US gas exports worrisome to Africa – Tanzanian energy minister

by Staff Reporter

US gas exports worrisome to  Africa – Tanzanian energy minister

Windhoek

Tanzanian Minister of Energy and Minerals, Prof Sospeter Muhongo, has expressed concern at the possible impact the recent commencement of US exports of gas to China and the United Kingdom could have on the global price of the commodity. Exchanging views with his visiting Namibian counterpart, Minister Obeth Kandjoze, Muhongo noted that the emergence of the US as a net exporter of gas could have a severe impact on global gas prices.

Briefing Muhongo on energy developments at home, Mines and Energy Minister Kandjoze said Namibia has put the Kudu gas-to-power project on hold until economic conditions and the US dollar/South African rand exchange rates become favourable. He noted that currency fluctuations and competing national projects made it a challenge for the Namibian Government to fast-track exploitation of the resource.



Supporting him, Muhongo explained that a combination of “economic dynamics” and “contemporary issues” prompted investments in Tanzania’s oil resources in 2014, despite them having been discovered in 1969 for the first time. Muhongo said gas resources currently account for 60 percent of Tanzania’s power.

Minister Kandjoze further enlightened his counterpart about President Hage Geingob ‘s Harambee Prosperity Plan, saying his ministry has a daunting task of ensuring that 50 percent of all Namibian schools are electrified by the year 2020. Currently, only 12 percent of Namibian schools are electrified.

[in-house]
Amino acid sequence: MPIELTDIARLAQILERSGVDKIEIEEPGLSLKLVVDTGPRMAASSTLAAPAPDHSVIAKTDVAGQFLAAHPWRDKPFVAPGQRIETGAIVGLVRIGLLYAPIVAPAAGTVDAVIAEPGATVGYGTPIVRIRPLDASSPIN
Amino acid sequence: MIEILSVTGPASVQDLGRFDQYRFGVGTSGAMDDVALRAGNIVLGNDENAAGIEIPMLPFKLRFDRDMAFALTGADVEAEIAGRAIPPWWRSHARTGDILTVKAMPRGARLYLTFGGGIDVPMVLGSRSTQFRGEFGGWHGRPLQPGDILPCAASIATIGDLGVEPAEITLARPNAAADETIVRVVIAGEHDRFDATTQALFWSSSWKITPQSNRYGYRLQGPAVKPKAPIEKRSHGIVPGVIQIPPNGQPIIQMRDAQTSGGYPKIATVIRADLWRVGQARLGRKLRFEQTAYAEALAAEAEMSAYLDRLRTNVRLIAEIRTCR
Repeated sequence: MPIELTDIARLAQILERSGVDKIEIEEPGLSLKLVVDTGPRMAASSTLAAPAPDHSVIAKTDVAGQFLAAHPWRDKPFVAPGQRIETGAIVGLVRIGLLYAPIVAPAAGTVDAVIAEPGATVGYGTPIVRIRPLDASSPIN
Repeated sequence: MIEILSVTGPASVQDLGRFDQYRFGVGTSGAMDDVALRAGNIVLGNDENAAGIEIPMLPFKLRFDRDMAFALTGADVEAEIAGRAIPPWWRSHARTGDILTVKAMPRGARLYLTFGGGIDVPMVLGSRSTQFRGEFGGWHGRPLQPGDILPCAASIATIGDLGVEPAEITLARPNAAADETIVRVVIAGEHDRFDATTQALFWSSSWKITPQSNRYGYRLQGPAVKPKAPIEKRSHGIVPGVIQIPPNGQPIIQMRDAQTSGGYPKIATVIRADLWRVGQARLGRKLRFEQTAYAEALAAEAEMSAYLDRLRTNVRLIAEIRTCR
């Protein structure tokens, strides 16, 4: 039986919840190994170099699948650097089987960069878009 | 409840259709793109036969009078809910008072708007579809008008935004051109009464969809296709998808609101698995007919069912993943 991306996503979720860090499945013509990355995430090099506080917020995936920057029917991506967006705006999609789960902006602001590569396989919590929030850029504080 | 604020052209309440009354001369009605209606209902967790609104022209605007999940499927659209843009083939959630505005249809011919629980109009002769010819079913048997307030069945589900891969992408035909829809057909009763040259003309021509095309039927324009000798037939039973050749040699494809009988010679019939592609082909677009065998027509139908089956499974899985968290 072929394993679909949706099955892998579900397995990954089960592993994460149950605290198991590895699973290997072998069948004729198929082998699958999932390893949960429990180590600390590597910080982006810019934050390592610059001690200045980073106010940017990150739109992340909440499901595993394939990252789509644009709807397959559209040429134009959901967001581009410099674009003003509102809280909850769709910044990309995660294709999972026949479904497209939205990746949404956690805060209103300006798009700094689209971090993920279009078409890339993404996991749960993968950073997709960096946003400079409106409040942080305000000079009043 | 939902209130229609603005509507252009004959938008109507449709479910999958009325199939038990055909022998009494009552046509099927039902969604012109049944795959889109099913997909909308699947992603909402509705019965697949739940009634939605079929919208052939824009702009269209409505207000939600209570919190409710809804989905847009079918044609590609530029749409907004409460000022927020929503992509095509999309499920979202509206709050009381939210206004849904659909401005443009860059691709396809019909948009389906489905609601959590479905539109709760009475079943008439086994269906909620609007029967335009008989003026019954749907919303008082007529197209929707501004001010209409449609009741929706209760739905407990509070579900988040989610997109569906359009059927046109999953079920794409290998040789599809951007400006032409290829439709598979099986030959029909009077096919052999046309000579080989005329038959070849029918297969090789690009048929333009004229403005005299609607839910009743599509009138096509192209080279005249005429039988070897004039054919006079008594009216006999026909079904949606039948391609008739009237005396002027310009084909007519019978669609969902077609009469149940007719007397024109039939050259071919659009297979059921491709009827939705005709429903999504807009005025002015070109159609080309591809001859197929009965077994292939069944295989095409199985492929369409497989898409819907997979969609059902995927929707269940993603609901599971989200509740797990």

At the same time, Kandjoze strongly advocated for cooperation between the two countries in the oil upstream sector, citing oil block swamps as one possible area of cooperation. Under this scheme, both Namibia and Tanzania will have the opportunity of owning oil blocks in the two countries.

Meanwhile, the executive secretary of the Africa Petroleum Producers Association (APPS), Mahaman Laouan Gaya, urged Namibia to become a member of the body. He noted that even if the country was not yet a producer of oil and gas resources, it is eligible for observer status on the association. Gaya said this would allow Namibia to tap from the body’s rich and wide ranging oil and gas resources. Gaya made the remarks at the Getenergy 2016 Africa Oil & Gas Conference currently underway in the Tanzanian capital Dar es Salaam.

Kandjoze is in Tanzania on a five-day visit. He also addressed the Getenergy 2016 Africa Oil & Gas conference and was scheduled to visit a gas power station, before joining President Hage Geingob on his state visit to France.
Kandjoze is accompanied by various representatives of Namibia ‘s energy sector.

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